Asheville Citizen Times
January 22, 2011
Education has always been important for achieving a fulfilling life. Today, education is far more than important; it is absolutely crucial.
This is because, over the past several decades, the economic benefits of education have grown by leaps and bounds. According to David Brooks of the New York Times, college graduates in 1979 made on average 39 percent more than a high school graduate. Know what it is today? Double! If you earn a BA, chances are you will earn 75 percent more than your neighbor who has only a high school diploma.
This is true because technology in America has forever changed the kind of jobs available in the work place. During the 1990s, technological change began accelerating to the point that today we can no longer learn on the job and then assume our job will stay the same for the next 30 years. Technology now requires us to constantly gain new knowledge as well as the skill to think critically. In fact, research now shows that education, and the skill it makes possible, is the most potent predictor of success in life.
If the path to success is education, then the journey starts in infancy. The hard fact is that parents who are not high school or college graduates speak many fewer words to their children, have few or no books in their homes and do not read to their children from an early age. For these children, the chance they will graduate from high school, much less college, is slim. This is because sixty-eight percent of such Asheville children do not read proficiently by third grade, and grade by grade they fall farther behind. Many just drop out.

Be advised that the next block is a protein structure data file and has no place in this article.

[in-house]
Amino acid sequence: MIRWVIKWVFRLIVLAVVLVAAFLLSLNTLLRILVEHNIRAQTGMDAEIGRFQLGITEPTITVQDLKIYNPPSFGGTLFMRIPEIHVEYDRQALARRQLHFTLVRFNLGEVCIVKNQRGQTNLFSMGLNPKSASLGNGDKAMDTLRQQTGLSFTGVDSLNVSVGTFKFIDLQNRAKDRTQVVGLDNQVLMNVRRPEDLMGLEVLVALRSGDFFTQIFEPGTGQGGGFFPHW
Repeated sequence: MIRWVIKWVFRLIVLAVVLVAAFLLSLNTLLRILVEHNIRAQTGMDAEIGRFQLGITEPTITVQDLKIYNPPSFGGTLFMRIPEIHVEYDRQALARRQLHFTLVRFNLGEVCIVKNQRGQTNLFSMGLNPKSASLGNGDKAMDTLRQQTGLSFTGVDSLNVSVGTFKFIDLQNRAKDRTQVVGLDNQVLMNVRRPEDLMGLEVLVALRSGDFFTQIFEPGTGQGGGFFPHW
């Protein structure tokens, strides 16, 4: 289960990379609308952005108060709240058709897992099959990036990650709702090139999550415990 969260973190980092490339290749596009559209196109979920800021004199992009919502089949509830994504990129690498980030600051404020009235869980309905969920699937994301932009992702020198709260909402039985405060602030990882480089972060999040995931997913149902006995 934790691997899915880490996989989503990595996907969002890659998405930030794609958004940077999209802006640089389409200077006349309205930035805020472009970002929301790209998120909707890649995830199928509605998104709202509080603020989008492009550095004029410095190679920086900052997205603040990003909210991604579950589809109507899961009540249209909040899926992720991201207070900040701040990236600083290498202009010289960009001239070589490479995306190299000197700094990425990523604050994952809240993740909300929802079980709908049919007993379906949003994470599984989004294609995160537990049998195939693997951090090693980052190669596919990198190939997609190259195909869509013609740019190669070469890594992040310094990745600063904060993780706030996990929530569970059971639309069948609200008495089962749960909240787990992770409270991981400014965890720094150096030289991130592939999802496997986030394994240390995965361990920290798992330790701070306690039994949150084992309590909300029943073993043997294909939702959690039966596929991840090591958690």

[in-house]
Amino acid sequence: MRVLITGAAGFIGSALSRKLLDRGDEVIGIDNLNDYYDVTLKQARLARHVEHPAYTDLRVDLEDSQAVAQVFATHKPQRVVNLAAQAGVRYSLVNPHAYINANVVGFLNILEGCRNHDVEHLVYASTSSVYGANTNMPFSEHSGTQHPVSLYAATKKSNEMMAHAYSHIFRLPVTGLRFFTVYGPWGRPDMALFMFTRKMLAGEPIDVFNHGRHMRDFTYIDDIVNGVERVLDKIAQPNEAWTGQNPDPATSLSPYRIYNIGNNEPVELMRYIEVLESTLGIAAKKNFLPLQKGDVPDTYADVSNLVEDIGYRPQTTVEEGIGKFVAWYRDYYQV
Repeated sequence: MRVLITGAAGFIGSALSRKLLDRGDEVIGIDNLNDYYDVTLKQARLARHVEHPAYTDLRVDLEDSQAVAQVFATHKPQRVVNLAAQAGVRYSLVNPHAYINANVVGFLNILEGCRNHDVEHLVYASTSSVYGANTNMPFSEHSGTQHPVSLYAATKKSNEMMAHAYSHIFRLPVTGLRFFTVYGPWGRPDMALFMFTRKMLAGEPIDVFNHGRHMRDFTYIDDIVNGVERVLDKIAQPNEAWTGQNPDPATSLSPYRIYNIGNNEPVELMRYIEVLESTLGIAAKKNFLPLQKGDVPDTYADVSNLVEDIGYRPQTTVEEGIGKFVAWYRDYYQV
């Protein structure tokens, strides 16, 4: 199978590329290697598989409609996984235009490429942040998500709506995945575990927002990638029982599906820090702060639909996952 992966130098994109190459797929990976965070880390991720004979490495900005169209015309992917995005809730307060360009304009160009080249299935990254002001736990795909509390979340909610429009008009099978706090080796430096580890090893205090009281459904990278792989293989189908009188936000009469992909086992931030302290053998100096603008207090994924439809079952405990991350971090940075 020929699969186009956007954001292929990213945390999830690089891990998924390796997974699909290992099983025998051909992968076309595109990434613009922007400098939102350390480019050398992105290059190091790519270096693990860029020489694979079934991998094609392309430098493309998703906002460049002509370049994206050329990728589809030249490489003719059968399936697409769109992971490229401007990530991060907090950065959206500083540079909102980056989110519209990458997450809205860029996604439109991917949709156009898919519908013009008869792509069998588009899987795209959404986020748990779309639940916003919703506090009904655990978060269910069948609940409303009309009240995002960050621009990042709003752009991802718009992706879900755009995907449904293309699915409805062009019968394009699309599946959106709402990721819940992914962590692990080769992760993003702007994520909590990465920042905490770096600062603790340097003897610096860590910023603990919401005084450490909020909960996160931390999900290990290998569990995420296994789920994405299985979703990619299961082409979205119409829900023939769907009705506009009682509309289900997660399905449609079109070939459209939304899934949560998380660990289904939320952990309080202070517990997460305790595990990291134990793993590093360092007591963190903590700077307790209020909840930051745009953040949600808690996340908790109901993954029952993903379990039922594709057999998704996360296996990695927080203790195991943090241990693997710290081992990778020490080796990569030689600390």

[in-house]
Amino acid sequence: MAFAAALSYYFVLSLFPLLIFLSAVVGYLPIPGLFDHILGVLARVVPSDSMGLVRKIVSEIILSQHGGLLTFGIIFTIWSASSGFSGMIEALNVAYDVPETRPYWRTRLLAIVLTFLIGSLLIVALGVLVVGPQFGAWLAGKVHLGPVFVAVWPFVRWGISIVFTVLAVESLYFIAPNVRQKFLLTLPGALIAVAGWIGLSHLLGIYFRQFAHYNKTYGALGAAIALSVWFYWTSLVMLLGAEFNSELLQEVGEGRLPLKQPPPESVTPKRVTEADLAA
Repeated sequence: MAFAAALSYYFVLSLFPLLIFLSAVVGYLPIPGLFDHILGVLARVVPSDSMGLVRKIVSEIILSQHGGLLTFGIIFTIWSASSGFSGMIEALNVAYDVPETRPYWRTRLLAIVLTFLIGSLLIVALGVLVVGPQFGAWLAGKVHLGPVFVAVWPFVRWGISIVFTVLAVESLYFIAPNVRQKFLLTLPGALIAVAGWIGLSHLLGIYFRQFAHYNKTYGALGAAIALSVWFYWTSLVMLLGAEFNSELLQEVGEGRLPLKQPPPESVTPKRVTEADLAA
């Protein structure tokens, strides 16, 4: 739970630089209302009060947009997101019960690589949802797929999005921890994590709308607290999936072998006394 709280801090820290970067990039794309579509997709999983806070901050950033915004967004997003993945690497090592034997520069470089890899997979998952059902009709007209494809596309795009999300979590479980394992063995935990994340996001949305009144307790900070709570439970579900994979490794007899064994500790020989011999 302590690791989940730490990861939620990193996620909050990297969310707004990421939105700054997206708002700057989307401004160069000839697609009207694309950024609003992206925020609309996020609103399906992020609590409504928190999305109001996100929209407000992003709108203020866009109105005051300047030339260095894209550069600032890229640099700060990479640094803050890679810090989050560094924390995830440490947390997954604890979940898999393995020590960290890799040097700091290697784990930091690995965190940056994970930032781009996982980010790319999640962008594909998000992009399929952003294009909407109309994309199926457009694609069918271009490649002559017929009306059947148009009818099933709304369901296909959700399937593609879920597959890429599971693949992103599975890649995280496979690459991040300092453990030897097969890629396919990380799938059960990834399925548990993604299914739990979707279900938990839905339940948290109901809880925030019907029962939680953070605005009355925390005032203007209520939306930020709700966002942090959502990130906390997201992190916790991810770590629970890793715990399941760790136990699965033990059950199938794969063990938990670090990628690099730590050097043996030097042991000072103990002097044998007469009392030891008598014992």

We can rail all we want at the top 1% of CEOs, bankers, and financial gurus about the inequities in our country. Sure, there’s a huge gap between the top and the rest of us. But no amount of regulatory clamp down on Wall Street (even though it may be a good move) will change the miserable future for hundreds of thousands of our children. If they can’t read by grade 3, their chance of a fulfilling life will be dramatically limited. If you want to see graduation rates improve, help a five or six year old learn to read.
All it takes is an hour and a half a week as a Read to Succeed reading coach. You will receive intensive training and then be matched with an underachieving first grader at an Asheville Elementary School. You will tutor your child for two 45-minute sessions per week until he or she reaches 3rd grade at reading level. All the while you will receive on-going training and support from your peers and our master tutors. Please join our next training session which starts on February 21; call Julie Sherman at 828-251-4949 for more information.
There are many ways we can fight inequality. One of them is helping a child learn to read—change happens one child at a time. Please join the coaches as they work toward a bright future for all our children.